An admission of cluelessness.
We put potty training off with our oldest daughter for quite some time because it’s easy to find excuses to put off potty training.
“We need to wait until it’s warm outside,” as if we planned to teach her to use the yard the same way we’d teach a dog.
“We need to wait until our newborn is older,” because our two-and-a-half-year-old is showing us how much easier it is to reason toddlers who don’t mind peeing their pants.
“It’s just easier to leave them in a diaper.” Of course it is, and it’s also easy for four-year-old’s to make fun of four-year-old’s wearing a diaper, although Leah likes her own waste so much I doubt she’d mind the taunts.
There are many others, too, because as the last excuse explains, it’s easier to leave well enough alone. After all, Leah not being potty trained actually makes it easier for us in many situations. At restaurants we don’t need to be making long dashes to bathrooms carrying a leaky child or have to explain to servers that we need extra napkins for our seats even though no food or drinks have yet arrived.
But giving them the skill of using a bathroom is an essential one in our culture (and most cultures I think), and the longer we put it off, the harder it was going to become.
So last weekend we began the 3 Day Potty Training method because if you’re going to do it, do it big. The fact that the method was developed by someone title the Potty Queen was some cause for concern but if someone was willing enough to name themselves after a poo chair, I decided I’d give them a try.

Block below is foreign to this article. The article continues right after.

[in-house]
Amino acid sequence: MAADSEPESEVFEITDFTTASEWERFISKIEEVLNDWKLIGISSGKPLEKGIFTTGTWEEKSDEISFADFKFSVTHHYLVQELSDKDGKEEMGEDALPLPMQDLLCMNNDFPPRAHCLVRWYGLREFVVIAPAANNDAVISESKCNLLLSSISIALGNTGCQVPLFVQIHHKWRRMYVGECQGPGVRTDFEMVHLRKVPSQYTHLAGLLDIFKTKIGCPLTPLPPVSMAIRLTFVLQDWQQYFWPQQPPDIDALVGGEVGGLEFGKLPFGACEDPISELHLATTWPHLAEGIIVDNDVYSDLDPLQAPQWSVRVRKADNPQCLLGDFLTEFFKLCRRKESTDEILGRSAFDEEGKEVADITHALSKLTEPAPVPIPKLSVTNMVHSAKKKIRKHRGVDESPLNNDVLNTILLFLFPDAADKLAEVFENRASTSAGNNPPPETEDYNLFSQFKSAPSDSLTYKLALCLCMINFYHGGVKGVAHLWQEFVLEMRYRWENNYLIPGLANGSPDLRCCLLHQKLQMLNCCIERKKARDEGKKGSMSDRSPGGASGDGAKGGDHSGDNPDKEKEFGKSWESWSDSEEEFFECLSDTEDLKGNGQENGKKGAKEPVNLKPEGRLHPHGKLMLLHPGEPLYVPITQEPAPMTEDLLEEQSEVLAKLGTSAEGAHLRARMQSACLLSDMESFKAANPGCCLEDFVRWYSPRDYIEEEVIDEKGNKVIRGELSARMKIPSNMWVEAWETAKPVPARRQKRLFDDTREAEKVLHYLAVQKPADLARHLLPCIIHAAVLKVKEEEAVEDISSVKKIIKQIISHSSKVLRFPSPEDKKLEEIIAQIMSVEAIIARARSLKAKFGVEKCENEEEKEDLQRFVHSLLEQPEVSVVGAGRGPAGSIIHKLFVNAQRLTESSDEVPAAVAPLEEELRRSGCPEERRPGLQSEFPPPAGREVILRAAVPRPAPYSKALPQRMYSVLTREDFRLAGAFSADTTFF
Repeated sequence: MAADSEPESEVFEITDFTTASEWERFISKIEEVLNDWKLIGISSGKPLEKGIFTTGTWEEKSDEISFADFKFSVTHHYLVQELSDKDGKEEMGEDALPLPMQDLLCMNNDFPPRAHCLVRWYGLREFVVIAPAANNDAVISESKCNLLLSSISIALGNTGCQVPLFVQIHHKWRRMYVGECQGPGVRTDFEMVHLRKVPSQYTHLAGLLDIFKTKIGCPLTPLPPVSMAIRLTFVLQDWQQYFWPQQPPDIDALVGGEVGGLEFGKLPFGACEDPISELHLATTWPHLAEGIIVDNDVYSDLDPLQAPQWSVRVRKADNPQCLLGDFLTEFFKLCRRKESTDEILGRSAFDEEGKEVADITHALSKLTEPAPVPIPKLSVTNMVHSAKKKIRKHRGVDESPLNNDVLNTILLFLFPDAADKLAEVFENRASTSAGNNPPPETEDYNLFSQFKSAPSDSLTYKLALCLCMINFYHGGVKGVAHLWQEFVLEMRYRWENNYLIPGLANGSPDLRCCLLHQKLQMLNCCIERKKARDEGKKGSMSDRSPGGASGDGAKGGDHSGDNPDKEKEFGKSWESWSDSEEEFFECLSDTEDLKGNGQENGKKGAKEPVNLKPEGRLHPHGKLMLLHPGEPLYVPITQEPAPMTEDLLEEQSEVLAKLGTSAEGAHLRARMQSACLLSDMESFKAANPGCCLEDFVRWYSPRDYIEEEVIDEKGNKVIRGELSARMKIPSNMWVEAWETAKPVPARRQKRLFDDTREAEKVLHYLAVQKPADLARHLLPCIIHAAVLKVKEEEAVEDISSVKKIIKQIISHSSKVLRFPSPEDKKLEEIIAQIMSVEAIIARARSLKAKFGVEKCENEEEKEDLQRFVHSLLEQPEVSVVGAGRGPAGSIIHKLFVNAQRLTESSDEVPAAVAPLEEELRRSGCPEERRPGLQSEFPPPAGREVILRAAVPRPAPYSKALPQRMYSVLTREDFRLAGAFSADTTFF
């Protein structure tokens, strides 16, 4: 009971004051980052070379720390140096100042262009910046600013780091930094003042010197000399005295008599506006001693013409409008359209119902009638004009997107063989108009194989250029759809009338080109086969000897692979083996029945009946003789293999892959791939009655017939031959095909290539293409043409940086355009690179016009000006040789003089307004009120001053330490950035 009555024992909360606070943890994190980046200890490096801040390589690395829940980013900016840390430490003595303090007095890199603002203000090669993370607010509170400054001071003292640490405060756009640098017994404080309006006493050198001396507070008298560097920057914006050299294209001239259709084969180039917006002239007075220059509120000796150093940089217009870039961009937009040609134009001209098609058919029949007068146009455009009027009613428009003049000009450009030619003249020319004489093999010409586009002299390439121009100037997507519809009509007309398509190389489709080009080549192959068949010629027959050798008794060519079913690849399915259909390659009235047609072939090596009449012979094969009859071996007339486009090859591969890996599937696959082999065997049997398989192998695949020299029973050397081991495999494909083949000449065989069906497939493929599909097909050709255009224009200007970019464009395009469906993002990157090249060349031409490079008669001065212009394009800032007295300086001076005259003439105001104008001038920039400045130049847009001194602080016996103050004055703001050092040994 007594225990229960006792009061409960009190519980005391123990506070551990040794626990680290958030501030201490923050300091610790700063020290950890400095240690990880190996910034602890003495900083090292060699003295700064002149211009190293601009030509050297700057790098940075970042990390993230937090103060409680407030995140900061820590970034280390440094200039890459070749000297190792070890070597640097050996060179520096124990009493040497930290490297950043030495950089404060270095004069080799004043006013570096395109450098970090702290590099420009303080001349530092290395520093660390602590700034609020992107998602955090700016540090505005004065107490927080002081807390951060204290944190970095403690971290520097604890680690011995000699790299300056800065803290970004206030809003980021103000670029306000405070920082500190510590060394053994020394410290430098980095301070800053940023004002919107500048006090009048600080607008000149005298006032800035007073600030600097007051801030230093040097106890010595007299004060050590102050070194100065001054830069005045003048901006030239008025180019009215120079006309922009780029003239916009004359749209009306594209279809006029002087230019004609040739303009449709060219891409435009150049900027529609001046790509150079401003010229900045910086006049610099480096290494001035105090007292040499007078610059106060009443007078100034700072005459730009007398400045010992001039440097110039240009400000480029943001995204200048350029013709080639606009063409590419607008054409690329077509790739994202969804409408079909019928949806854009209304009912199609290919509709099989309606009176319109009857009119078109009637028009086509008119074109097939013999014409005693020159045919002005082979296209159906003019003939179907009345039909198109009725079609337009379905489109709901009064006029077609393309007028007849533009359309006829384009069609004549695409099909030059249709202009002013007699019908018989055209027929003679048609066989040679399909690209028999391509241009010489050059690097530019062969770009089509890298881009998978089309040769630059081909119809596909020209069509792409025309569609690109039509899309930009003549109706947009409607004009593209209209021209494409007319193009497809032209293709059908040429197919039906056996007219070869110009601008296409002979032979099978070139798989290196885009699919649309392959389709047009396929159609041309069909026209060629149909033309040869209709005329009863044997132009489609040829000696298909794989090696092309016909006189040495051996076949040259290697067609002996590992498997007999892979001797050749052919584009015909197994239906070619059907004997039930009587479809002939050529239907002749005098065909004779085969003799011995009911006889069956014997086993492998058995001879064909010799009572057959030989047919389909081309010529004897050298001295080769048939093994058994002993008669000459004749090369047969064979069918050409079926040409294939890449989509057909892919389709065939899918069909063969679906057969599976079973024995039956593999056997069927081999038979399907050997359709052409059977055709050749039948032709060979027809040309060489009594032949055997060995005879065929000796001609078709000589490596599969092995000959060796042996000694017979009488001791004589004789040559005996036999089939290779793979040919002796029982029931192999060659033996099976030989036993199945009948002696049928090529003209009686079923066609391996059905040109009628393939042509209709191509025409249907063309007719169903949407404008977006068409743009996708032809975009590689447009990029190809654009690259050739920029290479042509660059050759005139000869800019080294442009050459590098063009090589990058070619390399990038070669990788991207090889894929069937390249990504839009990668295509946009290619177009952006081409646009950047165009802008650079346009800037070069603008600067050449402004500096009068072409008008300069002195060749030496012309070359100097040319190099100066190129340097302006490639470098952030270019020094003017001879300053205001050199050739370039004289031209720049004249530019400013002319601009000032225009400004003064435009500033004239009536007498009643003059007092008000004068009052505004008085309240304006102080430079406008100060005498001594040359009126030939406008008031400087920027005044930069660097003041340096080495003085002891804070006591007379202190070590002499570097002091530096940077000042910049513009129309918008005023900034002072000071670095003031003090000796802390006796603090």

Obviously, a three day method is geared towards intensive training. You spend every minute asking your child to tell you when they need to go potty and then literally bribing the crap out of them when they do tell you.
I’ve heard rumours that some children take hours to learn how to use potties, and I’m glad, because our country needs solid leadership and those kids are destined to be those leaders.
Our kid is on day five. To be fair, she’s making great strides now, and I think it took me three of four years to learn how to use the potty, but I didn’t know potty training was going to be so hard.
I’m proud of Leah for trying, but if I have this conversation again, I’m going to throw up in a potty:
“Leah, just tell me when you need to go to the potty.”
“Ok, but just tell me if you do need to use the potty to go pee pee or poo poo.”
“No pee pee.”
“I know, but if there is, let me know.”
“You don’t know if you need to go potty?”
“Mike you’re not supposed to ask questions like that!” I hear Andrea remind me, and she’s right. Apparently asking questions to them is the most dangerous thing you can do to an in-training toddler.
And she is, on the floor. Because for eight seconds I had a conversation with my wife.
We’ve since improved our techniques and have implemented a very generous pee pee poo poo prize system wherein she gets stickers for every time she goes on the potty. Since bringing this into play she’s improved her control twenty-fold and within a week will have used up the money we have left on our line of credit.
So now we’re at the point we always get to when we try and introduce something new to Leah—is she just playing stupid to get more presents out of us because we’re the stupid ones?
I personally think so, especially since, only this morning I asked Andrea if we should implement a similar reward program for her if she sleeps in her own room all night long since her sleep has gone wigdy during the potty training days.
So to any parents out there who have not had a fun time dealing with potty training, of course you haven’t had a fun time, what were you thinking? But also, I hate it too. But there will be a time as you walk your daughter down the aisle or watch her accept her diploma on stage where you’ll be happy you cleaned up pee for a few day.
It gets better.
Originally posted at www.puzzlingposts.blogspot.ca.
Photo by makelessnoise/Flickr.